Frank Damp -Anacortes, WA,(DW- Eileen)
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Old 07-03-2015, 11:14 AM   #9
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I have noticed that there is a lot of confusion concerning the capacities in pounds and volume of propane tanks. Manchester Tank has a table of the various DOT and other tanks giving volume, water volume and weight of propane that each sill hold. It is a good reference.

I had occaasion to find out how much propane can be carried in a vehicle on the WSF ferries and I am confused by the way that the WSF describes how many 5 gal (20#) bottles can be taken on a vehicle on their ferries. They refer to the water weight equivalent and state that 100# water weight equivalent can be tranported in a vehicle on their ferries - that amounts to a little more than two 5 gallon 20# tanks - full or not!. Since water is about twice the density of propane this type of 'science' makes no sense to me. At least it doesn't seem to match the college and high school physics I took 50+ years ago. I understand when industry states that the water volume of a 20# cylinder is higher than the propane capacity due to the requirement to not overfill the tank - you need some head room above the LPG to allow for expansion.

Check on the following:
WSDOT - Washington State Ferries FAQs - Security

I made an inquiry to WSF and they didn't really comment on the 'science' behind using equivalent water weight to determine how many propane tanks can be carried in a vehicle on their ferries. They only repeatd their 'logic' and 'science'. It sounds like typical beaurocratese language to me.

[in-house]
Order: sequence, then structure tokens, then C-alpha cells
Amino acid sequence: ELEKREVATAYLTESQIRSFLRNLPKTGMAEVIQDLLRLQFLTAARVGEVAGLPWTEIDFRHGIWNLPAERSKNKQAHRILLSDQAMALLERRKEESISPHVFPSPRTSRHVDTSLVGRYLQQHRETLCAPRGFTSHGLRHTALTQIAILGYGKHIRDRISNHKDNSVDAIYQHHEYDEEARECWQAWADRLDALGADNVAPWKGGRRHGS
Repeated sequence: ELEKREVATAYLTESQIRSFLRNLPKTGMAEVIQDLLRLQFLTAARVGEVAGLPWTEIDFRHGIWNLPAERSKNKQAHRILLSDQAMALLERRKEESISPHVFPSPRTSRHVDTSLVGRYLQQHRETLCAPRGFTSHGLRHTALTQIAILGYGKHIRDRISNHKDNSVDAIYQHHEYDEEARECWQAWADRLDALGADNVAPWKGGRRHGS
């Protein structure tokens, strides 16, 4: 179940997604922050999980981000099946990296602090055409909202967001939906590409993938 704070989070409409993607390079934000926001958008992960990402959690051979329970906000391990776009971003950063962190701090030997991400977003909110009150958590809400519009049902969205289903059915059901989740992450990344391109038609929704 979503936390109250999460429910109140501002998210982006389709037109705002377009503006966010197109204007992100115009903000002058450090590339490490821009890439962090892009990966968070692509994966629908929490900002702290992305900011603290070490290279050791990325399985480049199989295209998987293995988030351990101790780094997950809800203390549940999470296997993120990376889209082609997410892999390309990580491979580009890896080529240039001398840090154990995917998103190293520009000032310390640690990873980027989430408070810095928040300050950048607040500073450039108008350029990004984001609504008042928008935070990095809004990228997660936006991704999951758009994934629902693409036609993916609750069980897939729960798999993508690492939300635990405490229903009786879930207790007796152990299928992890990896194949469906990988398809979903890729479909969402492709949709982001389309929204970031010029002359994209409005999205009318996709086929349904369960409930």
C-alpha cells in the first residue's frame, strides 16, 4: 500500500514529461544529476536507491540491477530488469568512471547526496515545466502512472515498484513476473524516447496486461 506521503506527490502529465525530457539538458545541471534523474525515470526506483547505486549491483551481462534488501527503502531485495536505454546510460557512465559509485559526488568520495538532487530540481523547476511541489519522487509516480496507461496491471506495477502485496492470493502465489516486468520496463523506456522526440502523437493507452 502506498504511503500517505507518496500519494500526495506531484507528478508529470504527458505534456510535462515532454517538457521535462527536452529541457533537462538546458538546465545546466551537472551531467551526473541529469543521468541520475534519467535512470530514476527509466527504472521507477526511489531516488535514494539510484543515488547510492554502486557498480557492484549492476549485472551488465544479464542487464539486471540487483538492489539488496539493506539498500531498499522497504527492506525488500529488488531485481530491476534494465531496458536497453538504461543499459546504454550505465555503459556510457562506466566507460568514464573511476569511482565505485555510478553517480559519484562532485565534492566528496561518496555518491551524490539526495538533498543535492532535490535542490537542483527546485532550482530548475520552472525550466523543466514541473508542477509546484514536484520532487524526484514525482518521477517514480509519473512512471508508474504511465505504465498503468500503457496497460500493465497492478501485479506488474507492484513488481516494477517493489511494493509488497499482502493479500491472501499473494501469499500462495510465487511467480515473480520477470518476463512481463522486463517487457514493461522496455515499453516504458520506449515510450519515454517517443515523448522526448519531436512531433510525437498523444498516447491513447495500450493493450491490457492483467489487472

Is there any industry standard that would have them use such a convoluted way to calculate how many propane tanks can be carried in a vehicle on their ferries?

Does anyone understand the WSF method of computing the amount of propane that can be in a vehicle on their ferry?

Why can't they just say two 5 gal/20# tanks and just let it go?

FYI: Another item I noticed is that Manchester Tank is advertising a refillable 1# bottle. I found them on ebay for about $40.00+ but if you buy several 1# disposables the new refillable will pay for itself quickly. They have to be refilled from an existing larger tank 5# or above I know that there are people selling adapters to refill the disposable one pound bottles and apparently a lot of these disposable bottles are being refilled whether it is safe or legal at all.
Beth, Lee and Buster (AKA Busticator, 14# King of All Pomeranians - Protector of His People)
2007 40' HR Ambassador & 2005 CR-V
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Old 07-03-2015, 11:53 AM   #10
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I checked on the link in my previous posting and the wording was different. It did say that a 5 gal propane tank was 48 pounds. they did not mention 'water weight equivalent' but that would be how they got 48 pounds.

I found another link that hopefully will convey their twisted logic:
WSDOT - Security at Washington State Ferries
Beth, Lee and Buster (AKA Busticator, 14# King of All Pomeranians - Protector of His People)
2007 40' HR Ambassador & 2005 CR-V